Tech empowers victims' access to hotline
Thanks to a new technology system, more domestic-violence victims around the country will have better access to life-saving services through the National Domestic Violence Hotline.
Sen. Joseph Biden, D-Del., and the Texax-based National Domestic Violence Hotline revealed the new technology system Thursday.
The system includes mapping software, networked computers, flat-screen monitors and telephone air time to maximize call volume as well as collects and reports national domestic violence patterns.
"Across the country, millions of women take the first step to escape family violence by calling the National Domestic Violence Hotline," Biden said in a statement. "The new technology made possible by the Connections Campaign will ensure that no battered woman, man or child gets a busy signal and no victim's life is ever put on hold."
The Hotline was created by Biden's Violence Against Women Act in 1996 and since then, has answered 1.5 million phone calls with as many as 600 a day and about 16,500 a month from victims around the nation.
And with so many calls and outdated equipment, it found that its callers were holding longer times or experienced busy signals, so the new for new technology was great.
"Looking back over a decade of providing empowerment-based crisis intervention services, the Hotline has become a victim of its own success," also stated Sheryl Cates, NDVH executive director. "As public awareness grows about domestic violence, the number of calls to the Hotline has increased by an average of 200 percent. Thanks to Senator Biden and our corporate partners from the Connections Campaign, we now have the technology and training to answer more calls and save more lives."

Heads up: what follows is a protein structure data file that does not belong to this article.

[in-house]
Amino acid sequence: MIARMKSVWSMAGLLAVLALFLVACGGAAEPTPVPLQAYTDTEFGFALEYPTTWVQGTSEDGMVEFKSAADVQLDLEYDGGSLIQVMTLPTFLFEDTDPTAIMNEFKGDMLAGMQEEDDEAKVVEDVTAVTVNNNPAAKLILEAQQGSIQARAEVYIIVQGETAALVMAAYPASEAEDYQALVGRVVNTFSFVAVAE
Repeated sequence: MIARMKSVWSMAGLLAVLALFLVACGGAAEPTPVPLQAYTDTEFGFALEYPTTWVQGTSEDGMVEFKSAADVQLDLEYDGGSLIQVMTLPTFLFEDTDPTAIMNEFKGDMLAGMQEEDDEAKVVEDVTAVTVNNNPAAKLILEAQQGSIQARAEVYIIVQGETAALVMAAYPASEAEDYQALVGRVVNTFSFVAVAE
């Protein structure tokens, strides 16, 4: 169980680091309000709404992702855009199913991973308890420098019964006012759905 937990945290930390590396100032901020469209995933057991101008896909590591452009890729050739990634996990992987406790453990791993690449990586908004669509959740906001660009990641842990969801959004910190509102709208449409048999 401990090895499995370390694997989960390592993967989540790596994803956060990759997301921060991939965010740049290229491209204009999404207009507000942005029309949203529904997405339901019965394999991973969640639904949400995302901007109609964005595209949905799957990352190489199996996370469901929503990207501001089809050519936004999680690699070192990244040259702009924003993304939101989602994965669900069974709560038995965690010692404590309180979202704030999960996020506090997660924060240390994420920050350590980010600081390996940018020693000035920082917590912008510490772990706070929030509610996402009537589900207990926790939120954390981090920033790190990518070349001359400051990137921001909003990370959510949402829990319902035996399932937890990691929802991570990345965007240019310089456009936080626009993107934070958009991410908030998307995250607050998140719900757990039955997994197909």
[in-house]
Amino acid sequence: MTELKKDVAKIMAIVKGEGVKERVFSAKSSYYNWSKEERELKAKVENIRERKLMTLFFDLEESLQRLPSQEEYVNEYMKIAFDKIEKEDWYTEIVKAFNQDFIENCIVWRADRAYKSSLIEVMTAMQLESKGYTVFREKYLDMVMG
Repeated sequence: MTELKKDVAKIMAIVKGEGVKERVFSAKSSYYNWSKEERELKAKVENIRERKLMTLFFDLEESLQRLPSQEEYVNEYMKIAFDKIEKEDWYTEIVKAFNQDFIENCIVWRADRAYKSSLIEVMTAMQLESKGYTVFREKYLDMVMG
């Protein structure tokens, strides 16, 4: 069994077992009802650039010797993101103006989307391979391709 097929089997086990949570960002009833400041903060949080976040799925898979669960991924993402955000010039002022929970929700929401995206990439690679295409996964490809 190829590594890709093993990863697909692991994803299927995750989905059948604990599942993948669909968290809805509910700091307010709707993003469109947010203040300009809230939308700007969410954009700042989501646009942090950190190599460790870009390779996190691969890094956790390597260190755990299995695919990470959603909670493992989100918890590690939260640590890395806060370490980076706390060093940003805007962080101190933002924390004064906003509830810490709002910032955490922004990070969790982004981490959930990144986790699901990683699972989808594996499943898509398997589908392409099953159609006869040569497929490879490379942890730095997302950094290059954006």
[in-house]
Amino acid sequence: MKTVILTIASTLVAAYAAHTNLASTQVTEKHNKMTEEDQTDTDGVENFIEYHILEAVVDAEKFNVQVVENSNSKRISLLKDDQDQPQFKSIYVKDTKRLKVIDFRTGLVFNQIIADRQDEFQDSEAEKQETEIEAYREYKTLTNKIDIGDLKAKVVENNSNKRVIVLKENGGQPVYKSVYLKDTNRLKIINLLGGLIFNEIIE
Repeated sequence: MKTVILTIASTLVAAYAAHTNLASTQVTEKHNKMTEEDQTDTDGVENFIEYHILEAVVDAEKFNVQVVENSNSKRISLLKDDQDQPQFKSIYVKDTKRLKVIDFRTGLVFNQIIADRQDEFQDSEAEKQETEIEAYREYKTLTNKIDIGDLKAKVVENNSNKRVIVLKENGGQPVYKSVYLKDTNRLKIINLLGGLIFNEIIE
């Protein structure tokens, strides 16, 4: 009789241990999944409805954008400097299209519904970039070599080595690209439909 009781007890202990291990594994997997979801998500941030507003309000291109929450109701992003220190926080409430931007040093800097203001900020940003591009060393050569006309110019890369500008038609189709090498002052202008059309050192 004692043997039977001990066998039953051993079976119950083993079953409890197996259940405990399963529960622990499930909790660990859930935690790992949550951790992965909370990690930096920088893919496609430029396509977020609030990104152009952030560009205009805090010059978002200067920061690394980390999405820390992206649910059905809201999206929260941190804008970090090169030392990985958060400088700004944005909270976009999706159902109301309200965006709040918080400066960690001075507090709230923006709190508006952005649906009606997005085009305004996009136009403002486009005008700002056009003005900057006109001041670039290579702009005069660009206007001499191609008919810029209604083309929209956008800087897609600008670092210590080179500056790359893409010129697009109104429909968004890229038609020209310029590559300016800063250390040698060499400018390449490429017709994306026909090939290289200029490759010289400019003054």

The Connections Campaign is a public and private effort between the government and companies like AOL, Microsoft, Dell and IBM, which have all made contributions to the Hotline by means of time, donations and technology.
And so far, Biden has collected over $2 million in corporate donations as well as securing an additional $840,000 in federal funding when he introduced the campaign as legislation.
Between 2 million and 4 million women in the United States are battered each year and more than half of victims live in a household with children under age 12.
Moreover, one-third of women in emergency rooms are victims of domestic violence according to The Journal of American Medical Associations.
And according to government studies, on average more than three women are murdered by their husbands or boyfriends every day.
"These statistics are shocking, almost unbelievable," added Biden. "But the people who call the Hotline are not statistics. They are real individuals with real lives. They are women we see every day at work, at the grocery story, in the school parking lot. In many cases, they are people whose lives have been changed, in part, by calling the Hotline at 1-800-799-SAFE."
Copyright 2006 by United Press International